Conflict Fundamentals Seminar/Blog
As conflicts have been heating up and becoming both more destructive and intractable, many of our friends who are not in the conflict resolution field have been asking me "what can I do?" or "What can be done to defuse the deepening level of distrust, hostility, and even hate that we see growing daily in the United States and elsewhere around the world?" We created the Conflict Fundamental seminar series -- along with the "What Everyone Can Do" Blog -- to try to help answer that question.
These seminars go into more detail than the Blog, presenting the core knowledge from the conflict resolution and peacebuilding fields---knowledge that is, to a large extent, considered a "starting point" for our more advanced Conflict Frontiers Seminar Series. These posts, which cover both "normal" conflicts and conflict resolution processes as well as complex intractable conflicts, are also likely to be of use and interest to students of conflict resolution and peacebuilding as well as a more general audience.
As of March, 2019, the Fundamentals Seminar has been re-organized and expanded. It now has twenty units, covering introductory concepts, and then a deeper examination of typical conflict problems and solutions, or at least ways of addressing such problems constructively if "solution" to too high a goal. Posts in the first five units are mostly ones that were in the earlier seminar. The units after that are new. Right now they are primarily populated with BI Knowledge Base essays. We will soon begin adding "Current Implications Sections" for these, which is what we had done previously when we included Knowledge Base materials in the Fundamentals Seminar. But we decided linking to the original essays in the interim was still useful. Current Seminars include:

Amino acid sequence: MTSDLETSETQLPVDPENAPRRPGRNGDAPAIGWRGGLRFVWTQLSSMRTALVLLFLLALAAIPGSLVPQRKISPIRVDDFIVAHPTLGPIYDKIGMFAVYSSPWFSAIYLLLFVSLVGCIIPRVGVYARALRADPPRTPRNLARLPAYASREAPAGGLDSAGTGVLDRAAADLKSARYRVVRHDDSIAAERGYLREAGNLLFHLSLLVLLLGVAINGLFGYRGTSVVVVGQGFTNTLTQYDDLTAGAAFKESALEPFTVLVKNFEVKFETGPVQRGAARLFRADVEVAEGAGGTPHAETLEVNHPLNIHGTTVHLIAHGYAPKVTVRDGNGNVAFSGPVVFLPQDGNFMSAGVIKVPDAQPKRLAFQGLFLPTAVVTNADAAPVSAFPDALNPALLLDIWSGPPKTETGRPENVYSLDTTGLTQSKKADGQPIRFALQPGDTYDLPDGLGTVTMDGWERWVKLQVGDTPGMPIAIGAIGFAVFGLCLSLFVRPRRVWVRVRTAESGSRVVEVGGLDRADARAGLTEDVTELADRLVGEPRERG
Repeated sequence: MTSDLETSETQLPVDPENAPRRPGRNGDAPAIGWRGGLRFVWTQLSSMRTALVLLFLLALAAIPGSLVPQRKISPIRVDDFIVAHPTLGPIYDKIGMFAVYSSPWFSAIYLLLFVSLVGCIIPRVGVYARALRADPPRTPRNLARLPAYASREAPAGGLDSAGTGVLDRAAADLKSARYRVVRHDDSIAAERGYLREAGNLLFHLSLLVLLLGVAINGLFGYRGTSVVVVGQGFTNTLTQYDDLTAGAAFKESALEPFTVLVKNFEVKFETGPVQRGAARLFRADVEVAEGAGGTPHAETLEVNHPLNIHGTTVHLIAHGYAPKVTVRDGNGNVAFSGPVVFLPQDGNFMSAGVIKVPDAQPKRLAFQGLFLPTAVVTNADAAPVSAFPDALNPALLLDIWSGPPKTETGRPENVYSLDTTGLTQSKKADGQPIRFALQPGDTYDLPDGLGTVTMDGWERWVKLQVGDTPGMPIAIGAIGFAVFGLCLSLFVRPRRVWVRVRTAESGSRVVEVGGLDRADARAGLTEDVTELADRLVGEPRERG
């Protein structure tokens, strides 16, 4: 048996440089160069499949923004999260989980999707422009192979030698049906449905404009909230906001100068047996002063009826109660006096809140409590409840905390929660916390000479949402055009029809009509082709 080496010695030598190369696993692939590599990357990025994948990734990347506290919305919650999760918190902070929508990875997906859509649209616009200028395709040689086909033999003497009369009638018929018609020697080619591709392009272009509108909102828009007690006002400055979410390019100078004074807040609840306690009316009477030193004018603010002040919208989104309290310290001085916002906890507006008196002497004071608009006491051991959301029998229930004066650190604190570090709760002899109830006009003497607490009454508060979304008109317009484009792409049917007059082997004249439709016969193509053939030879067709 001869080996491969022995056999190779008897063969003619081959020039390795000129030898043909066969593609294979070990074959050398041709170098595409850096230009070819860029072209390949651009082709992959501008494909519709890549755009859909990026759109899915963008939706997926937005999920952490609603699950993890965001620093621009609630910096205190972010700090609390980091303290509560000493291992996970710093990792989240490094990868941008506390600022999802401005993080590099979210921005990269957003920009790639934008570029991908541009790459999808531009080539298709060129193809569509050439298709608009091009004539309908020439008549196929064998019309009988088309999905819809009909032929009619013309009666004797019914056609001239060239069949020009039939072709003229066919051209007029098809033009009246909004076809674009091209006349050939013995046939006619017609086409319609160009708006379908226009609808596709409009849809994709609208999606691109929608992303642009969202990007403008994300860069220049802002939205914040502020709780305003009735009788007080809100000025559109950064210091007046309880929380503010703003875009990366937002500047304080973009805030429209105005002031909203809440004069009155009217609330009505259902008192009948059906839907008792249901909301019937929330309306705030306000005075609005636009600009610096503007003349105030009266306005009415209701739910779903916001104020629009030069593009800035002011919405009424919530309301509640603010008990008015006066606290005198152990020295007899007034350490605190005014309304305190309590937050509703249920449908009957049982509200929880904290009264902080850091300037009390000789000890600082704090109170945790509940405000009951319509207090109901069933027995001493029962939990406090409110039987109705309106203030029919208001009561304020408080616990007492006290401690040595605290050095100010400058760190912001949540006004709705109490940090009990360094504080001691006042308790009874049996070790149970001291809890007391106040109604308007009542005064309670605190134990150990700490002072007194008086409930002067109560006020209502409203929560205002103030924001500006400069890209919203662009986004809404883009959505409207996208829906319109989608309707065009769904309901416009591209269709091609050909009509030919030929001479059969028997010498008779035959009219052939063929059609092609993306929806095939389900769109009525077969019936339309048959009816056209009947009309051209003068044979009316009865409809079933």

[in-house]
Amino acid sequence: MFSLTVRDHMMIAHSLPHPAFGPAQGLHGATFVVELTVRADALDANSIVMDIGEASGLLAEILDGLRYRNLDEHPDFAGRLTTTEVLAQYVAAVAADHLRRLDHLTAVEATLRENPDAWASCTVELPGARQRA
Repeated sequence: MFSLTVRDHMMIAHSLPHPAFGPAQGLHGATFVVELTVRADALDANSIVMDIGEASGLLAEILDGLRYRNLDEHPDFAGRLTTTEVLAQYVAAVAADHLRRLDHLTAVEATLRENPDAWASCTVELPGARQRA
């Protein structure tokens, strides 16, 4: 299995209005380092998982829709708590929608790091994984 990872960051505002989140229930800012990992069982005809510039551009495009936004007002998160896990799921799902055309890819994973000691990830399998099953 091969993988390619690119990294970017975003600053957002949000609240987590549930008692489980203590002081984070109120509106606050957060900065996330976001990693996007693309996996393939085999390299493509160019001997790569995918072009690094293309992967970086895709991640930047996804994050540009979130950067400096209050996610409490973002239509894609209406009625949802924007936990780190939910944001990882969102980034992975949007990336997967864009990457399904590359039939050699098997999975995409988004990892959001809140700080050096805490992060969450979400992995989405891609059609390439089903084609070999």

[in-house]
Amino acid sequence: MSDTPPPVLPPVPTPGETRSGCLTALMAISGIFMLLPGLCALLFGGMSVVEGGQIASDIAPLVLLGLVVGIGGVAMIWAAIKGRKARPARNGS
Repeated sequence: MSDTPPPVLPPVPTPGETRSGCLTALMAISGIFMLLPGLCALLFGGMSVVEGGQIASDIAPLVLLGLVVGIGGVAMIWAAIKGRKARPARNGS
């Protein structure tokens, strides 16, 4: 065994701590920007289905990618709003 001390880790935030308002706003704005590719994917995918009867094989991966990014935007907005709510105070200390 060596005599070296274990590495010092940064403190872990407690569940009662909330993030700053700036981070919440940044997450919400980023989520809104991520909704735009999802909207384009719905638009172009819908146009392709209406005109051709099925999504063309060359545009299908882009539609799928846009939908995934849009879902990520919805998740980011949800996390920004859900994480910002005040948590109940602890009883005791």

- Seminar 1: Understanding the Problem of Destructive Conflict
- Seminar 2: Core Concepts
- Seminar 3: Conflict Assessment and Mapping
- Seminar 4: Core Conflict Elements
- Seminar 5: Conflict Overlay Factors
- Seminar 6: Parties
- Seminar 7: Framing
- Seminar 8: Communication Pitfalls and Corrections
- Seminar 9: The Abuse and Use of Real and "Fake" Facts
- Seminar 10: Escalation and De-Escalation Processes
- Seminar 11: Procedural Problems/Solutions
- Seminar 12: Power- It's Uses and Abuses
- Seminar 13: Exchange Power and Negotiation
- Seminar 14: Collaboration and the Power of Working Together
- Seminar 15: Alternative Dispute Resolution Processes
- Seminar 16: Culture and Conflict
- Seminar 17:Unrightable Wrongs and Reconciling the Past
- Seminar 18: Developing an Attractive Common Future
- Seminar 19: Promoting Good Governance
- Seminar 20: Peace Processes
Update and Current Implications of Chip Hauss's 2003 Essay on Reconciliation
Reconciliation - Update and Current Implications
An essay considering whether the time is right for political reconciliation in the U.S., and how it might be accomplished.
Competition, collaboration, compromise, avoidance, and accommodation all have costs and benefits. Know which is best when!
By choosing one's conflict strategies carefully, it is possible to win the support of people on the other side without causing backlash.
Destructive escalation is the most dangerous force on the planet. The "enemy" is not the other side; it is destructive escalation.
There are four ways to participate in the Conflict Fundamentals Seminar:
- Visiting: You can simply drop into the Seminar's blog or the Syllabus Page, reading as your interest and time allows.
- Following: You can sign up to follow the core seminars (of which this is considered one) or all the seminars and blogs on Facebook, Twitter, LinkedIn, or through the MBI Newsletter.
- Give Us Feedback: We have discontinued our formal discussions due to lack of participation, but we still hope to hear from you via email. We will be posting any thoughts we receive on a feedback page (with or without attribution, as requested). So please send your comments on posts you find interesting!
- Contribute: We also welcome suggestions of other topics for this seminar and information about your work that relates to this effort overall.